Dancer, singer, actor, producer and soon-to-be director? Here she opens up about her constant quest for reinvention
“People try to put women to sleep at a certain age. Second Act is a story that empowers every woman to do more, to be more and not limit their dreams,” Jennifer Lopez told Variety, the American entertainment industry’s bible, in June 2017.
The singer, actress and producer was talking about her next film, a romantic comedy, but she might as well have been commenting on her own life and career. At 48, she shows no sign of slowing down in a business that privileges youth. She’s preparing to shoot Second Act, which she will executive produce and star in as, in Variety’s words, “a big box store (think Costco) employee who reinvents her life and her lifestyle, which gets her the chance to prove to Madison Avenue that street smarts are as valuable as a college degree.”
This should be fairly easy for the queen of reinvention herself. Starting as a dancer on TV’s In Living Color, Jennifer broke into acting and became the highest paid Latin actress in Hollywood. She made chart-topping records as a singer, and in 2011 made waves — and a whole new generation of fans — as arguably the most stylish American Idol judge ever.
These days, she’s back on TV via the series Shades of Blue, of which she’s the producer and lead star, and as executive producer and judge on World of Dance, a new dance competition show. In May 2018, J.Lo plays Rose Alvarez in a live TV production of the Broadway musical, Bye Bye Birdie. She drops in for a quick chat.
Is there anything else you’d like to do?
I would love to learn how to play instruments. Guitar mostly, or piano, because I hate not knowing something when I’m around musicians. I’ve learned a lot from being in the music business and recording and such. But not as much as I’d like to know.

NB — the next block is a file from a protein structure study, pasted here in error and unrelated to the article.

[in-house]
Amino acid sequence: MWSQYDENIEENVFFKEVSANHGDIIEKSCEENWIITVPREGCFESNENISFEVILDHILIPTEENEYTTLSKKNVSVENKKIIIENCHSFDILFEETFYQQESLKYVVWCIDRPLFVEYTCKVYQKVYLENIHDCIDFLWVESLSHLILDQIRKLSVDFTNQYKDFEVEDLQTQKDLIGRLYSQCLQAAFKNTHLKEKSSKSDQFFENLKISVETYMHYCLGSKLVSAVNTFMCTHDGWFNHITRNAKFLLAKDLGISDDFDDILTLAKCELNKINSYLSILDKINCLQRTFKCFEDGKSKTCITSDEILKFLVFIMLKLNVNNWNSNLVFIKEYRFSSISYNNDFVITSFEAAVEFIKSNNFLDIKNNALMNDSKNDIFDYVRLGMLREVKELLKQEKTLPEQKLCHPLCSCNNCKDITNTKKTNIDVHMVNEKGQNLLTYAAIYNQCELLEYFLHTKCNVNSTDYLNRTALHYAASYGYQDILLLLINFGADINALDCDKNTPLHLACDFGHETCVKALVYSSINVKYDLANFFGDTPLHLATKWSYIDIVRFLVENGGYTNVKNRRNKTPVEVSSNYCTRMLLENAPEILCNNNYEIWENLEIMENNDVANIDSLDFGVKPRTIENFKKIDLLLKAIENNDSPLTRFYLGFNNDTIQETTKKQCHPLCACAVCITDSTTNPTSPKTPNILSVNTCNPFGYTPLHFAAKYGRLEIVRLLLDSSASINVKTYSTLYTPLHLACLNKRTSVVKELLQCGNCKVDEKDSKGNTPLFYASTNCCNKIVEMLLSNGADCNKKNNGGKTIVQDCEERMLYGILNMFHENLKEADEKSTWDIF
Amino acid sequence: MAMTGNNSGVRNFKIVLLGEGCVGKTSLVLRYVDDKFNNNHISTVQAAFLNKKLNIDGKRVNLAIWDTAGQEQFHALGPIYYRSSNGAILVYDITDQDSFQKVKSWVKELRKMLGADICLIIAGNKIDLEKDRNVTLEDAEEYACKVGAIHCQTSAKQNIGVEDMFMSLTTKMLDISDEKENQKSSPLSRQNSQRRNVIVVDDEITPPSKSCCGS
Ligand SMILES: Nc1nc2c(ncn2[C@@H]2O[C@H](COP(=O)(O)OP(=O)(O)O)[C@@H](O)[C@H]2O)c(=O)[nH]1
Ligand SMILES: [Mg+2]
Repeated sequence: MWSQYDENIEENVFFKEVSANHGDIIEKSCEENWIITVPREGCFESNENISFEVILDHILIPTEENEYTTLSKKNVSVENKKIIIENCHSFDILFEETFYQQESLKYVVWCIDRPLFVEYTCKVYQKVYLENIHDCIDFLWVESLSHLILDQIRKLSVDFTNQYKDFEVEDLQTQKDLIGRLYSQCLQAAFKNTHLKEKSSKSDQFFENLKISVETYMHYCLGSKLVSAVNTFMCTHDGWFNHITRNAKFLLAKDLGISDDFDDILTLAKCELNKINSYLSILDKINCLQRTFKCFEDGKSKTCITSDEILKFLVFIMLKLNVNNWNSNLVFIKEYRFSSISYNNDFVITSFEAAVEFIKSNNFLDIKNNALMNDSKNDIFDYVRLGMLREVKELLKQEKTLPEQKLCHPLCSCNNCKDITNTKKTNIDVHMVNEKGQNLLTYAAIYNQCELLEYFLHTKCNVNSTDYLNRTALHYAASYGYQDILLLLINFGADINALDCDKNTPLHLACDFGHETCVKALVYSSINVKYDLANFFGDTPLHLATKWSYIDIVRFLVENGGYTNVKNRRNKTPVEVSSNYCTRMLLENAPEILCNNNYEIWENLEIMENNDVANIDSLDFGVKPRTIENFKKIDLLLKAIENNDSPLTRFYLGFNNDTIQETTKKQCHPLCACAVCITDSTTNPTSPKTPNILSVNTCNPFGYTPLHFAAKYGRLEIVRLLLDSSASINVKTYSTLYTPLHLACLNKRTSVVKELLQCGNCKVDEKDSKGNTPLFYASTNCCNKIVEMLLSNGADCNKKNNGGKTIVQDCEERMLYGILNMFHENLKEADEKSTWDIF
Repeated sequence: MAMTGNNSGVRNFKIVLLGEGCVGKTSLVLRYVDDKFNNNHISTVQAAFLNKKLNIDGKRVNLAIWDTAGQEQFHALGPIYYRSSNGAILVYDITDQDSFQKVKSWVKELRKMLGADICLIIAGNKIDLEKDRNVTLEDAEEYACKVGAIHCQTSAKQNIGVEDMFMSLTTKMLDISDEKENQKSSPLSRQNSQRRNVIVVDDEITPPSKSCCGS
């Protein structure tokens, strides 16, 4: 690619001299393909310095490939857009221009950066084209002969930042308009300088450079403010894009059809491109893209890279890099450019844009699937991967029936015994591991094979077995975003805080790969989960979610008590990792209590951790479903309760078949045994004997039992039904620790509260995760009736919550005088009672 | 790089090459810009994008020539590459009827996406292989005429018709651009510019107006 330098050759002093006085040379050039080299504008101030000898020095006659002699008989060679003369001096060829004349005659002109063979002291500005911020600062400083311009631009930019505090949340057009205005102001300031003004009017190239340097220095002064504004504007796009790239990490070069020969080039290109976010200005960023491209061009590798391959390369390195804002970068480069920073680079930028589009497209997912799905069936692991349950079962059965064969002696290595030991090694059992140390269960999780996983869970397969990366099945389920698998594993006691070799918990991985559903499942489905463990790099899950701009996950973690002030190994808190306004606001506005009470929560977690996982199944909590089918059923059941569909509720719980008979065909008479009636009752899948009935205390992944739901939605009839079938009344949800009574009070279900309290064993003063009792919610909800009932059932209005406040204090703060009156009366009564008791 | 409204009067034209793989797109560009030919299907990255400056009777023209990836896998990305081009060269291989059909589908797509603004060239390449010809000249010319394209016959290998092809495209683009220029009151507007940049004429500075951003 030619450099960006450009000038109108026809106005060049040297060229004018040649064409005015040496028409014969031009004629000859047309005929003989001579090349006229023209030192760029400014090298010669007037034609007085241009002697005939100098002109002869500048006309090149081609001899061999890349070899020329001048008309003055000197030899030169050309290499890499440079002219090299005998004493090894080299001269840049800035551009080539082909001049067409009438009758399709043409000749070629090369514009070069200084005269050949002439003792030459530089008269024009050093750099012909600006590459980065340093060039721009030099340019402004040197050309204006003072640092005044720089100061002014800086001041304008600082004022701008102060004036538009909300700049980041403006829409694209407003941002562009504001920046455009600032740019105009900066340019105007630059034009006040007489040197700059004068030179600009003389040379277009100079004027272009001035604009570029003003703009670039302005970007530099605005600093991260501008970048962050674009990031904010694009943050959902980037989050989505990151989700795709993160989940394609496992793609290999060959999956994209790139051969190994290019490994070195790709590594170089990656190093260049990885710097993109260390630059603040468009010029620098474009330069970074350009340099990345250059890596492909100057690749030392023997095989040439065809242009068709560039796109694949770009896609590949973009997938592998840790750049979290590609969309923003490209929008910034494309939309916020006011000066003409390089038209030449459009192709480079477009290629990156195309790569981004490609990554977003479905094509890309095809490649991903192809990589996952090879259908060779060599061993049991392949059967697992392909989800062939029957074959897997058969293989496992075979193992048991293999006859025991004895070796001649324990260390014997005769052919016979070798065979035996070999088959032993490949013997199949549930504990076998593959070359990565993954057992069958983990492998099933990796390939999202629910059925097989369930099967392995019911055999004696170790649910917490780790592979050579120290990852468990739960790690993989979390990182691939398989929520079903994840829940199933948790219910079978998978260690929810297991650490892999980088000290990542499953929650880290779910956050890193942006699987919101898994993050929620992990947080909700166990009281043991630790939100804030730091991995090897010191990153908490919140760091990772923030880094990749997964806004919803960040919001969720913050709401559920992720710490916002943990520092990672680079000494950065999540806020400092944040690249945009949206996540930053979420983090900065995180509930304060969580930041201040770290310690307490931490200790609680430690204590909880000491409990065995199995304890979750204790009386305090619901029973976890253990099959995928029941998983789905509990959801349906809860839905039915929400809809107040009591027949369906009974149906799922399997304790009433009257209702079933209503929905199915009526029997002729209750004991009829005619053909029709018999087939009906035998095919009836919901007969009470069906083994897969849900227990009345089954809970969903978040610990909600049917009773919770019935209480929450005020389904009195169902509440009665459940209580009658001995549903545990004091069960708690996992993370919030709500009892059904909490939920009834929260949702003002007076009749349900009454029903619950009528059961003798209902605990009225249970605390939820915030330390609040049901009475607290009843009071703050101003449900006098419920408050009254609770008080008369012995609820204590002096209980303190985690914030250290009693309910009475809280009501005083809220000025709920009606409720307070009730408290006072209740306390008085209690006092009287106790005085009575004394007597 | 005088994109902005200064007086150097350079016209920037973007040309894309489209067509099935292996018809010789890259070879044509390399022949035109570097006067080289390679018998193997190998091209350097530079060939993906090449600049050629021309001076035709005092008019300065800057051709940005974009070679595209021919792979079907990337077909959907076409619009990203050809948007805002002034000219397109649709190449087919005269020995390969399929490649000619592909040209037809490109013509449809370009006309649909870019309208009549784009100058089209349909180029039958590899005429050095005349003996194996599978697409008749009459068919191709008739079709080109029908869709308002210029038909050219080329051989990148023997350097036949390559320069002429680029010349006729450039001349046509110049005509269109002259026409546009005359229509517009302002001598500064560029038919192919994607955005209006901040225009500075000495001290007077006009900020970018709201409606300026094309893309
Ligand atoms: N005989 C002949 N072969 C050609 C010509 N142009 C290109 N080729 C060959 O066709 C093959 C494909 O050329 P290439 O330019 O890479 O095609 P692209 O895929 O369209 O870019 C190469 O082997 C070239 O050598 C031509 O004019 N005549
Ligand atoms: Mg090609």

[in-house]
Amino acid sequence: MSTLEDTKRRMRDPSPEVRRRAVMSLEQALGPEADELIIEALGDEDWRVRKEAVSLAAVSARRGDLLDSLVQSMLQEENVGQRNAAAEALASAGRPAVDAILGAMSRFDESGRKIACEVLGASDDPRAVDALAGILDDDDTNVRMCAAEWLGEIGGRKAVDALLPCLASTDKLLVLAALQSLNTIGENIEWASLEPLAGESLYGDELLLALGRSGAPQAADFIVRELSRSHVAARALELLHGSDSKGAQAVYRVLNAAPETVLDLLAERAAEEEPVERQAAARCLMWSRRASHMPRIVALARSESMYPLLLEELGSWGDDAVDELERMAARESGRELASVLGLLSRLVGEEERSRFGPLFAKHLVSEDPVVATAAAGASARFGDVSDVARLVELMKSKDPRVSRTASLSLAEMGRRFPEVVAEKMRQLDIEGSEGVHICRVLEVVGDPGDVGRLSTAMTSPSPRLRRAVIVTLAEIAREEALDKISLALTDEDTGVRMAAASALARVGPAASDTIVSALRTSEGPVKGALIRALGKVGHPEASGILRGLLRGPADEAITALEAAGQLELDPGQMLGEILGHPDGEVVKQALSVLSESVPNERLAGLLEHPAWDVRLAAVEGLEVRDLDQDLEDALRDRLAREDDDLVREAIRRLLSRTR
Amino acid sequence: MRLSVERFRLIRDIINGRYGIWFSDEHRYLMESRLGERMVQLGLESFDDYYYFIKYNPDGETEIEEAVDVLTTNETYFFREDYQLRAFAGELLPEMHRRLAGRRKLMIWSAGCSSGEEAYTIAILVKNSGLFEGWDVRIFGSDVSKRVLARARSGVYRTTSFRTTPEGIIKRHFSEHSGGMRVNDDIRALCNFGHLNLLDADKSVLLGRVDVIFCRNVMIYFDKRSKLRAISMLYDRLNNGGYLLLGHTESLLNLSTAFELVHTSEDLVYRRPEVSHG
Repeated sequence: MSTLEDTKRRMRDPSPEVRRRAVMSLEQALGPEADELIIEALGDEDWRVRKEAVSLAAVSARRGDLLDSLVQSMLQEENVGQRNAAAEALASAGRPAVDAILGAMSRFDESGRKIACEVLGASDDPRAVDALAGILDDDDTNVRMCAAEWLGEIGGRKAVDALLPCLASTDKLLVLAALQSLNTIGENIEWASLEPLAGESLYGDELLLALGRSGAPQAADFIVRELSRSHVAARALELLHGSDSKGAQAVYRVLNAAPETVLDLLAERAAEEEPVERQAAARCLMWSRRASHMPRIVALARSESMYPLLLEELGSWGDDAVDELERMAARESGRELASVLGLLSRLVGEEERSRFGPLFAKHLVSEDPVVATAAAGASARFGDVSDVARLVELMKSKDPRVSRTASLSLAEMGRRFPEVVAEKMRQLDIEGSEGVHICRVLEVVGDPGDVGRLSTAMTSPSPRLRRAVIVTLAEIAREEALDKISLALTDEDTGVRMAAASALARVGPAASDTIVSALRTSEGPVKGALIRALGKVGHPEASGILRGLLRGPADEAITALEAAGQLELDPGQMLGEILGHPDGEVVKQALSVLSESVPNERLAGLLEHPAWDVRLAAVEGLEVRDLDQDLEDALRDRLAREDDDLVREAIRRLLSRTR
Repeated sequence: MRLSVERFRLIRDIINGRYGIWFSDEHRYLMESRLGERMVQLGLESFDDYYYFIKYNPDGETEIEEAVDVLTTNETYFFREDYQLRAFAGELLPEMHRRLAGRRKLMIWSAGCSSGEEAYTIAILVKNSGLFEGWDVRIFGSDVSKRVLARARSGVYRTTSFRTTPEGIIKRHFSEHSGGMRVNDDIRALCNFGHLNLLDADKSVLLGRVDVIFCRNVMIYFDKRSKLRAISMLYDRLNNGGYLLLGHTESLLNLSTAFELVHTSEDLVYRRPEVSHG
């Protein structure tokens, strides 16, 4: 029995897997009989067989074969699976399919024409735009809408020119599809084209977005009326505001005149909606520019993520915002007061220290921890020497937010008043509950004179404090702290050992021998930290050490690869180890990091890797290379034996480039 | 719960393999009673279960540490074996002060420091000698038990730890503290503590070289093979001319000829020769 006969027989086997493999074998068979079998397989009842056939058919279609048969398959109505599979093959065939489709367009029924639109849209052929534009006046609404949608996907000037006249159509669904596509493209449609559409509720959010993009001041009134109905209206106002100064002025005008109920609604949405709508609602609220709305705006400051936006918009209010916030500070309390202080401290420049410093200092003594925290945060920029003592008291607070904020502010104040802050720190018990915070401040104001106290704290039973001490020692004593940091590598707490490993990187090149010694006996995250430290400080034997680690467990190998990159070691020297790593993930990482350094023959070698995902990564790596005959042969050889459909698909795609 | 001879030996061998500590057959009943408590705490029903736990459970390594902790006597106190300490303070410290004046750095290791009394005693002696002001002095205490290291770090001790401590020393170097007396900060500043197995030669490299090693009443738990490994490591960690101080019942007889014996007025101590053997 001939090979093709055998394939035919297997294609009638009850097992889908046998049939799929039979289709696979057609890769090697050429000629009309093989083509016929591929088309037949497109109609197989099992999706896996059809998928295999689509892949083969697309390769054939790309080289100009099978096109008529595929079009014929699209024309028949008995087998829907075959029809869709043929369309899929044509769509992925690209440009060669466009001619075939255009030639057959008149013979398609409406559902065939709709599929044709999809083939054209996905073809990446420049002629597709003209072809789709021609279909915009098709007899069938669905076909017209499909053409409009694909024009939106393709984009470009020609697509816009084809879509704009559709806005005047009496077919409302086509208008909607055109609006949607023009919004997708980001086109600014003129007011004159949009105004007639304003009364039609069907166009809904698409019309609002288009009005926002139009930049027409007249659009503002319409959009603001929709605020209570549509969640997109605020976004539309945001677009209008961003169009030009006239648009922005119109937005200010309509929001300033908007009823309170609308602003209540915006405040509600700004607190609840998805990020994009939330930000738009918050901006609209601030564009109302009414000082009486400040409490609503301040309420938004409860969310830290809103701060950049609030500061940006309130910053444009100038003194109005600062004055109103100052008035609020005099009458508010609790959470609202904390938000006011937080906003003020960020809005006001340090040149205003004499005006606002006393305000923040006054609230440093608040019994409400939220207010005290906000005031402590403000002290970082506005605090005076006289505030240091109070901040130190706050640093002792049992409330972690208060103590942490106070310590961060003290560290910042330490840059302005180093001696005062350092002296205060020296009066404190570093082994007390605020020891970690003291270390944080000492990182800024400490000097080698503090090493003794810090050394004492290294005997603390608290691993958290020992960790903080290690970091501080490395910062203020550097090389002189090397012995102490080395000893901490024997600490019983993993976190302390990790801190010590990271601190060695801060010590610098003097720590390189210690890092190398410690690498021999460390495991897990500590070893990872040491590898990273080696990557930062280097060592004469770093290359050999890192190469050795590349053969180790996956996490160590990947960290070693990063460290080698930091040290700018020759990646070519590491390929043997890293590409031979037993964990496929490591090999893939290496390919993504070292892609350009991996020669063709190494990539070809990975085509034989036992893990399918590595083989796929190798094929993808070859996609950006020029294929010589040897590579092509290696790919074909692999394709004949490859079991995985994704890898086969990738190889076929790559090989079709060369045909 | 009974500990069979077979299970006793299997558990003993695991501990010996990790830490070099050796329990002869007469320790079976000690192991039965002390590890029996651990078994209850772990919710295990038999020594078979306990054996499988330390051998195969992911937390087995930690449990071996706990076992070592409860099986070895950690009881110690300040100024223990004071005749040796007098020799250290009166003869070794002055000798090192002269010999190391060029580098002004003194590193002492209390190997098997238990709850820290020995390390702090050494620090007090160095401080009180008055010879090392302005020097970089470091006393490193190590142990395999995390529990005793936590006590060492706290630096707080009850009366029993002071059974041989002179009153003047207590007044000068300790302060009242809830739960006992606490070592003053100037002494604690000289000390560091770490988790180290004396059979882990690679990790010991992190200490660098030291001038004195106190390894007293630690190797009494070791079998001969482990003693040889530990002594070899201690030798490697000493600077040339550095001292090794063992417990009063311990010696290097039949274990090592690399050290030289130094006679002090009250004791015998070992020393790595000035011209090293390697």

Can you play instruments by ear?
I can hum, and then find the notes and play, because I can sing. But it takes forever. It’s not fun. I would love to be able to just be like, la da da [sings, pretends to play a guitar and laughs] but I can’t.
It’s still a struggle for many women to be given key positions, especially in Hollywood. And for some women who do succeed, they sometimes encounter resistance. How do you navigate that as an executive producer of Shades of Blue?
I think it comes naturally. When you’re experienced at what you do, you don’t have to assert power. People respect what you have to say. That’s how it’s been with this project. When I say something, the directors, producers and actors respect it because they know that I’m in it with them. I’m not going to lead them astray; I want this show to be the best that it can be. They can tell by my work ethic, how I show up and how I’m willing to deliver. That gains everybody’s respect and then I can move on from there.
You juggle many responsibilities — being a mother, being on stage and more. Where do you get the energy and focus?
Being a dancer and an athlete — I started running when I was very young, like at nine or 10 years old — all of that made me very focused and disciplined to work hard. I’ve carried that throughout my life. And I have a tremendous drive to grow, be better and to do more things. I have a passion for what I do. Passion is what carries you through when you get tired.
What about time for yourself?
Time for myself is about having time at home with the kids, and having time to sit with myself, with nothing to do. I’m always juggling things and the kids. So Jennifer time is about sitting and being in my own body, being calm, thinking and clearing my thoughts, or taking a bath or staring out into the sky and enjoying the fresh air.
You’re energetic and a multi-tasker. Do you already see that in your children?
Even though they’re twins, my children are different from each other. They’re loving, bright and joyful, but they have different personalities. My daughter is quiet, artistic and introverted. My son is boisterous, energetic and brilliant. They’re very yin-yang.
What advice would you give to the youth?
The biggest message that I could ever put out there is to love oneself. When we love ourselves, we make good choices. When we don’t and we aren’t focused on that, we make bad choices. Everybody should be about making the best choices for themselves, about making good choices in personal partnerships, and about making good choices in their work lives. When we don’t truly and genuinely care about ourselves, and we don’t think we have worth or value — which is something many people struggle with — we wind up making bad decisions. We’re taught to love and take care of others, but not of ourselves, but that’s where everything begins. Caring for the self is where all good things emanate — it comes from within each one of us.
Photo by Kathy Hutchins / shutterstock.com
This story first appeared in the November 2017 issue of Smile magazine.